Who to believe?
The sexual assault allegations leveled against Supreme Court nominee Brett Kavanaugh are yet another stunning shock to an administration that is already shell-shocked from revelations in the last 10 days: Bob Woodward’s book, “Fear” which details an out-of-control president; an anonymous insider who confirms an out-of-control president; and former Trump campaign manager Paul Manafort’s unexpected “flip” to now cooperate with Special Counsel Robert Mueller.
The allegations against Kavanaugh began with a letter five days ago and the succeeding days now play out like a chapter drama.
Chapter I –
“A secretive letter,” The New York Times writes (Sept. 14), “shared with senators and federal investigators by the senior Democrat [Sen. Dianne Feinstein] on the Senate Judiciary Committee charges that a teenage Brett M. Kavanaugh and a male friend trapped a teenage girl in a bedroom during a party and tried to assault her, according to three people familiar with the contents of the letter.
“The letter says that Mr. Kavanaugh, then a student at Georgetown Preparatory School in suburban Washington and now President Trump’s Supreme Court nominee, had been drinking at a social gathering when he and the male friend took the teenage girl into a bedroom. The door was locked, and she was thrown onto the bed. Mr. Kavanaugh then got on top of the teenager and put a hand over her mouth, as the music was turned up, according to the account.”
While the young woman said she was able to remove herself from the house before anything else happened, she said that she considered the incident an assault. However, she declined to publicly identify herself and asked Sen. Feinstein not to publicize the letter.
Things in Washington don’t remain private for long, and when news spread of the incident, Kavanaugh responded immediately:
“I categorically and unequivocally deny this allegation. I did not do this back in high school or at any time.”
Chapter II –
On Monday, Dr. Christine Blasey Ford, the former anonymous high school student who alleges that Kavanaugh attacked her, said, through her attorney, that she would be willing to testify before Congress regarding the assault allegations. Further, her attorney says she passed a polygraph and shared details of the incident in couples therapy in 2012.
Kavanaugh’s response: “I have never done anything like what the accuser describes — to her or to anyone, because this never happened… I am willing to talk to the Senate Judiciary Committee in any way the committee deems appropriate to refute this false allegation, from 36 years ago, and defend my integrity.”
Chapter III –
Republican Senators have called for showdown (accent on the “show”), in a hearing room next Monday. Judge Kavanaugh says he’s ready. Dr. Blasey has yet to confirm her appearance.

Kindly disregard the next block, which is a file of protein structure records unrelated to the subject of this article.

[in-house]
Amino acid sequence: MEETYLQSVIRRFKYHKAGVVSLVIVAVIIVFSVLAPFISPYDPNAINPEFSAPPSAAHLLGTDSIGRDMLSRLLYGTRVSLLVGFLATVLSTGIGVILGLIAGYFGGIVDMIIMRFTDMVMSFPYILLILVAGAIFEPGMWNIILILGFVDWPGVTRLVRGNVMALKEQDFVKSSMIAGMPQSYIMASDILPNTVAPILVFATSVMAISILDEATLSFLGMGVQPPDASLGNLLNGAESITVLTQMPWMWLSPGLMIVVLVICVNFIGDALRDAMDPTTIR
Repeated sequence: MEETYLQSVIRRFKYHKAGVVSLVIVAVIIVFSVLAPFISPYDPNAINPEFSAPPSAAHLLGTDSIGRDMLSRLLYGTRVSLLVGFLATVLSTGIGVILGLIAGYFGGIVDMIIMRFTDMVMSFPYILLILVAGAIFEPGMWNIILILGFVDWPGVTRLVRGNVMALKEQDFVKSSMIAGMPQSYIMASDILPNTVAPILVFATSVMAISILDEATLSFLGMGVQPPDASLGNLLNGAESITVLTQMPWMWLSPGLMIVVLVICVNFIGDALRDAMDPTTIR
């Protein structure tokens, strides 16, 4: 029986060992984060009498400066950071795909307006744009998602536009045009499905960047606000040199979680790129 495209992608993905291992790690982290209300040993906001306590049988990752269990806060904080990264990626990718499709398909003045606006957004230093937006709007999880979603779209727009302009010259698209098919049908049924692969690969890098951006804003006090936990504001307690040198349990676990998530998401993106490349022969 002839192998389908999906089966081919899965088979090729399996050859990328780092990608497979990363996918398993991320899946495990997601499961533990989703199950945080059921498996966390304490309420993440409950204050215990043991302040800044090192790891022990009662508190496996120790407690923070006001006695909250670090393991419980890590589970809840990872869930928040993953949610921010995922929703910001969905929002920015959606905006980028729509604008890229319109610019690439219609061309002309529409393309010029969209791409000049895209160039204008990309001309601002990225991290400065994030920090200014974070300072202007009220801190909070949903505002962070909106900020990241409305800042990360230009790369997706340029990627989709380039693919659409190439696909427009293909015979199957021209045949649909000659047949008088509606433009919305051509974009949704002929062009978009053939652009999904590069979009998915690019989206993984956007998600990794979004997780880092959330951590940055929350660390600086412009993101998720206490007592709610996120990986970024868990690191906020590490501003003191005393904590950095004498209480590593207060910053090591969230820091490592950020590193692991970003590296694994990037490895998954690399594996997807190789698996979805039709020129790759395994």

Anita Hill, the last woman to testify against Supreme Court nominee Clarence Thomas offered some salient advice to the Judiciary Committee.
“Select a neutral investigative body with experience in sexual misconduct cases that will investigate the incident in question and present its findings to the committee. Outcomes in such investigations are more reliable and less likely to be perceived as tainted by partisanship. Senators must then rely on the investigators’ conclusions, along with advice from experts, to frame the questions they ask Judge Kavanaugh and Dr. Blasey. Again, the senators’ fact-finding roles must guide their behavior. The investigators’ report should frame the hearing, not politics or myths about sexual assault.”
However, in these ultra-partisan times, can we expect anything like “A fair, neutral and well-thought-out course”? And when will Dr. Blasey respond to an offer to appear before the Senate Judiciary?
Chapter IV –
The answer came last night.
Dr. Blasey, “Speaking through her lawyers,” The Times reports (Sept. 18), did not explicitly rule out appearing Monday before the Senate Judiciary Committee to testify along with Judge Brett M. Kavanaugh. … she said that an investigation should be ‘the first step’ before she is put ‘on national television to relive this traumatic and harrowing incident.’ ”
“…one of the lawyers, Lisa J. Banks,” The Times says, “seemed to suggest that Dr. Blasey would not show up.
“ ‘She’s not prepared to talk with them at a hearing on Monday,’ Ms. Banks said. Even if Republicans agreed to an F.B.I. investigation, it would take time to complete, she added. ‘No legitimate investigation is going to happen between now and Monday.’ ”
“ ‘If she does not come on Monday, we are going to move on and vote on Wednesday,’ Senator Lindsey Graham, Republican of South Carolina and a member of the committee, told Fox News on Tuesday evening.”
In an earlier draft of this commentary, before news that Dr. Blasey would only appear after an investigation, I wrote, “absent any other witnesses, Dr. Blasey has everything to lose and nothing to gain from testifying in what would essentially be a ‘he said/she said’ debate.”
What happens in Chapters V, VI and VII?
There are just too many variables, too much partisan fervor and not enough investigative facts to speculate.
One thing I believe is certain: women are no longer willing to sit still for accusations like those of Dr. Blasey’s, accept 15-minutes of humiliation and media coverage with no investigation and no consequences. Add to that an intractable Senate which has not created adequate protocols to deal with the issue since Anita Hill’s testimony twenty-one years ago.